The gospel reading of last Sunday showed us Mark’s skill as a narrator – capturing so much with a few words. He shows this same skill in today’s continuation of his gospel’s introductory passage. As Jesus spends the Sabbath with the disciples he has invited to join him, the events of the day point to significant characteristics of the ministry Jesus is to undertake.
Capernaum, the hometown of Simon Peter, was to become the headquarters of this Galilean ministry. That Jesus regularly took part in the worship of the synagogue had great significance. He had no intention of setting aside the authentic traditions of old Israel; he came to renew them and bring the realisation of all that they foreshadowed. In doing this he identified with the role of Israel’s prophets, as expressed in the first reading from Deuteronomy - a text looked upon as messianic in the time of Jesus. The people recognised that the teaching of the scribes – with their repetitious appeal to the authority of other interpreters of the Law – contrasted with the teaching of Jesus. In the tradition of the prophets, his teaching had a ring of authority, as it gave expression to Jesus’ own convictions. Already there is intimated a contrast and conflict that is to shape the career of the Saviour.
The authority that so impresses the people is expressed, not only in word, but also in action. For the conflict that is to shape the life of Jesus is far more than a squabble about the interpretation of the Law. Sent by the Father as the world’s Saviour, he must do battle with the forces of darkness and evil in the world. In the culture of the times, in which physical and mental illness were common associated with the present of ‘unclean spirits’, Jesus gives expression to his authority by delivering those under the influence of the forces of evil. He delivers the man in the synagogue with a simple word of authority.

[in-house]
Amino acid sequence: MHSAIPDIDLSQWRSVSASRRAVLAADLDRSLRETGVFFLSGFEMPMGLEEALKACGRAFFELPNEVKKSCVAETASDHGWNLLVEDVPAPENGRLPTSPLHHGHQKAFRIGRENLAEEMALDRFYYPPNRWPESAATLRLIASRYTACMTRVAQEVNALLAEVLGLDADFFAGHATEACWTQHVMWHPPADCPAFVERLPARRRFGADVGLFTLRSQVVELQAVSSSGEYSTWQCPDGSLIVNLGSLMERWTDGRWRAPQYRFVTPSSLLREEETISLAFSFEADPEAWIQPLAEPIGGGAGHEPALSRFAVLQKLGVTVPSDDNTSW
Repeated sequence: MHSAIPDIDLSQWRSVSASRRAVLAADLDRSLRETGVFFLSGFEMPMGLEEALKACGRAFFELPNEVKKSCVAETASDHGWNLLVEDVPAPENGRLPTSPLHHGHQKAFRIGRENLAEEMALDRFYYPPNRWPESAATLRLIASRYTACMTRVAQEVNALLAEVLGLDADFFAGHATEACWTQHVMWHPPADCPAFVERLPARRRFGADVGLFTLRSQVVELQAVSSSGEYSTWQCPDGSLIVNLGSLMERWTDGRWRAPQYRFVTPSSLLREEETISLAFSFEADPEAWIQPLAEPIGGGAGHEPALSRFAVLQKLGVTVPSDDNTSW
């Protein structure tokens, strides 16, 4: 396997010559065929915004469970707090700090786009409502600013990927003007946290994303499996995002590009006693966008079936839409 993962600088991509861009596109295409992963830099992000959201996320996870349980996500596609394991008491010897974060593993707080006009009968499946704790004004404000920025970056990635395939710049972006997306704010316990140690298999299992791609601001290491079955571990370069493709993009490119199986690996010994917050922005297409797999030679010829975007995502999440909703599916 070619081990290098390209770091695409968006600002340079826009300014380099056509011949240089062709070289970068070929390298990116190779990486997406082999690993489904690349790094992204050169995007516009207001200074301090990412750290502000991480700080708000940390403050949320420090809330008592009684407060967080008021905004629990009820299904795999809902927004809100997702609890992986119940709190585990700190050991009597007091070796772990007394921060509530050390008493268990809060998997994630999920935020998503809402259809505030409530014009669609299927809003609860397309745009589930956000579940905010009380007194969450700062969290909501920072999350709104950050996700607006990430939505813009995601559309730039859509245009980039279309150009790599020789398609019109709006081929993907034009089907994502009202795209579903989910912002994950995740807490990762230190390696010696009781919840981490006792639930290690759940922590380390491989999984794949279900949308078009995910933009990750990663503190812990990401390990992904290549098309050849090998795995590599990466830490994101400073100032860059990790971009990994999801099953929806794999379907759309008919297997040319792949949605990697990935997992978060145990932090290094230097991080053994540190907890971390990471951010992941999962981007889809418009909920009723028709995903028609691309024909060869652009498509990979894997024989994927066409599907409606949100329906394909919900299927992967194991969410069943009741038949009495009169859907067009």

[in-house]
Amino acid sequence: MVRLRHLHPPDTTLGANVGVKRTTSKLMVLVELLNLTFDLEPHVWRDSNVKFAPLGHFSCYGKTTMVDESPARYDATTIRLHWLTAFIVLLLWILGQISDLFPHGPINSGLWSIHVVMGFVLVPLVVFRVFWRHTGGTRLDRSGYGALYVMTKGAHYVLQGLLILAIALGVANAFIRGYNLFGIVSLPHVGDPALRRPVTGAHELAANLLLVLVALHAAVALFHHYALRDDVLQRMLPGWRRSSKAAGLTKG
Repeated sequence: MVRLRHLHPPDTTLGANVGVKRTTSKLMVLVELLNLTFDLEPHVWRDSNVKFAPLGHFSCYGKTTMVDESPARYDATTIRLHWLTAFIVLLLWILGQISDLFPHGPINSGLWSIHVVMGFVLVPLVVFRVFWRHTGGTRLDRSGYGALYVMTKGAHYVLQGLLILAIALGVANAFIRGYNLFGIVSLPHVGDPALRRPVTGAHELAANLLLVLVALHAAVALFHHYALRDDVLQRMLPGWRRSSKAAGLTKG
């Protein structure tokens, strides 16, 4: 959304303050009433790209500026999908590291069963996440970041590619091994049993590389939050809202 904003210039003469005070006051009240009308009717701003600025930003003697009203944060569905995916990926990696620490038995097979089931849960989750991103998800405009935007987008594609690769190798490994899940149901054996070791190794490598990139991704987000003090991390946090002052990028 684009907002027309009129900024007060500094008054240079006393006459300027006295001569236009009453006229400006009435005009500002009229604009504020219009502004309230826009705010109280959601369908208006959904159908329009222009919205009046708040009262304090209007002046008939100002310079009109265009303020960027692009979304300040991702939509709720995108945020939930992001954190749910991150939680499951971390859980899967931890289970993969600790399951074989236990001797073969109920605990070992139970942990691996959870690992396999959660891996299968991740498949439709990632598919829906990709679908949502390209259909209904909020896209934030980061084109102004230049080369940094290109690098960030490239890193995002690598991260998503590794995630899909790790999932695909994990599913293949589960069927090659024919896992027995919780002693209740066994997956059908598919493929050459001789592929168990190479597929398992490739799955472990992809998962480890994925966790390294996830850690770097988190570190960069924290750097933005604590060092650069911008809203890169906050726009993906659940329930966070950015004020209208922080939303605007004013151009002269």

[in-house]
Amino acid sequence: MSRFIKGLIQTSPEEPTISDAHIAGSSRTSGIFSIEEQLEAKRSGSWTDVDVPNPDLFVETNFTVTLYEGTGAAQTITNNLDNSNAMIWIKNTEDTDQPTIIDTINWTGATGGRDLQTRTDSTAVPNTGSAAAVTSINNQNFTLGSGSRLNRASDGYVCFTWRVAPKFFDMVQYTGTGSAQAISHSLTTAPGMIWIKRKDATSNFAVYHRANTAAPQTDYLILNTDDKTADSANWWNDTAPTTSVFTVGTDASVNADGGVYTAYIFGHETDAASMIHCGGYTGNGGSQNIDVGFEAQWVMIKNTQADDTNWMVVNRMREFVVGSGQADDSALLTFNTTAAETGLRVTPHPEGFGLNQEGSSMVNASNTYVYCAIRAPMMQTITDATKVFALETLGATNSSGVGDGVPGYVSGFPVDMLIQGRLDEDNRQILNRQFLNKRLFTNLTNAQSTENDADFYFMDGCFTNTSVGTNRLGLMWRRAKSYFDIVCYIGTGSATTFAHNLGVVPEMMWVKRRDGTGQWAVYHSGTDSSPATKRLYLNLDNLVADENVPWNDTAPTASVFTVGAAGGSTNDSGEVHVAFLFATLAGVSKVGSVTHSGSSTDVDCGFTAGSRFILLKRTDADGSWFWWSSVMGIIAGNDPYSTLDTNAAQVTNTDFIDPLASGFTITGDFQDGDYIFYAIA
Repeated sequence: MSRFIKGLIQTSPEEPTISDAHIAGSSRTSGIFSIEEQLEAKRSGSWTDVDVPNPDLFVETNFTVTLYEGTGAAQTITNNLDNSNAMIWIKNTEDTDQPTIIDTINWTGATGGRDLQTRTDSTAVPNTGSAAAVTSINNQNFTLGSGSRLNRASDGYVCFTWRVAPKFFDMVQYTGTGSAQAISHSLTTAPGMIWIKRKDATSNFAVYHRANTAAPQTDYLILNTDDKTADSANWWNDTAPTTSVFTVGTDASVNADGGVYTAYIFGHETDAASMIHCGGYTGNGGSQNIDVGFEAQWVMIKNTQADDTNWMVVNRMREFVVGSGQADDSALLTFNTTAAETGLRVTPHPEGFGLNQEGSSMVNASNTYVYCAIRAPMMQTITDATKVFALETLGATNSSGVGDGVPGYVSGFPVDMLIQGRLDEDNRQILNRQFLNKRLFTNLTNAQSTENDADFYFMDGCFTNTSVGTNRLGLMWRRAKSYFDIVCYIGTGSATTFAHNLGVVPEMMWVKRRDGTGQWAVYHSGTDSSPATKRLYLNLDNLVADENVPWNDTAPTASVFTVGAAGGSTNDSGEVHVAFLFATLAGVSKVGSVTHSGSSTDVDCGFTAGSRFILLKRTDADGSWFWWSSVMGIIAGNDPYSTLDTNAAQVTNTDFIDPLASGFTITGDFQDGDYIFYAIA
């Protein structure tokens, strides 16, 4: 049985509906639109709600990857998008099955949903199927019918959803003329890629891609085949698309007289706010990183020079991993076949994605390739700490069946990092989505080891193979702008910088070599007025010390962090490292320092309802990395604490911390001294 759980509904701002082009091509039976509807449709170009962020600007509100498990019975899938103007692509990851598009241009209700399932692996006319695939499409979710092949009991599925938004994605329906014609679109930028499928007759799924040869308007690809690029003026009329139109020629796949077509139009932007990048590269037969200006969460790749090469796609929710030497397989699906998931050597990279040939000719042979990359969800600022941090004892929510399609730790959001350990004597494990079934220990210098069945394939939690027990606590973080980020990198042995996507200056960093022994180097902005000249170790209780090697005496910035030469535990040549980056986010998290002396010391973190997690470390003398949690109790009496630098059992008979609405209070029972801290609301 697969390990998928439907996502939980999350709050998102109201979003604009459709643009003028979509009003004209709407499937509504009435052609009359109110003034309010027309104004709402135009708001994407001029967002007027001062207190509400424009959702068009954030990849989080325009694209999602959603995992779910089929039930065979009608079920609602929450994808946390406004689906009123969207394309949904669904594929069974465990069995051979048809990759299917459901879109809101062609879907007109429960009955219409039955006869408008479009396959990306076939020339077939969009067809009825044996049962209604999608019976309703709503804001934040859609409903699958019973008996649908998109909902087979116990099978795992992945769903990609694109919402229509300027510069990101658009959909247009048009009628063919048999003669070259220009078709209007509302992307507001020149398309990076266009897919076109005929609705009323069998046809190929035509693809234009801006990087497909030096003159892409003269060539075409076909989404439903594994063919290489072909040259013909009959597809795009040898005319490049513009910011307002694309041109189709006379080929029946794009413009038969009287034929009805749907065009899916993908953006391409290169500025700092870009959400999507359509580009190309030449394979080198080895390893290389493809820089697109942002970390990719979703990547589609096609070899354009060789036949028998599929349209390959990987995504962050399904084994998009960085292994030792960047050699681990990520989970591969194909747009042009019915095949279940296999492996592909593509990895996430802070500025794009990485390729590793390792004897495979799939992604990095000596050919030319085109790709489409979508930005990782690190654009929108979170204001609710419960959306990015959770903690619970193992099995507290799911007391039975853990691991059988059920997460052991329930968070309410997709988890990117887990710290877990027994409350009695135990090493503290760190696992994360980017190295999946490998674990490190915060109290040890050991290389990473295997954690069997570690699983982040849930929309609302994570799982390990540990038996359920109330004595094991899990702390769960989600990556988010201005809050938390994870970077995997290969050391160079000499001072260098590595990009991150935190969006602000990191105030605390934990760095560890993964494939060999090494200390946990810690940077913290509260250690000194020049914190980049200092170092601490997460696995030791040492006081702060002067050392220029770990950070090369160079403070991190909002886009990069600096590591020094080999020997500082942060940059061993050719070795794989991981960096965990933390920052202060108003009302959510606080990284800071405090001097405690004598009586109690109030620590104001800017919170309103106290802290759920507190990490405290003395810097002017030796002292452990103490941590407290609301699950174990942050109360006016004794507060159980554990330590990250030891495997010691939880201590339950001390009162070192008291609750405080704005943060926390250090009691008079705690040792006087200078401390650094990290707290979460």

Mark emphasises the reaction of the people to this remarkable display of prophetic authority: ‘Here is a teaching that it new, and with authority behind it’. Thus, in describing this eventful Sabbath, Mark alerts us to a subtext that will be present in his telling of the story of Jesus’ ministry: Who is this man? Mark’s gospel will seek to lead the reader beyond inadequate and superficial views of the Saviour, reflecting the challenge Jesus faced as he presented himself to his audiences. Though filled with vivid expectations of a messianic figure, the hopes of the people were crude and nationalistic. Jesus had to lead his followers to understand that his saving mission went far beyond these crude expectations. He would fulfil the hopes of Israel’s faith by showing himself triumphant over all the forces of evil. In a dialogue with demons who recognise the true role of Jesus, Mark introduces a device he will use more than once to point to the answer that must be given to the question that is his subtext.
John Thornhill sm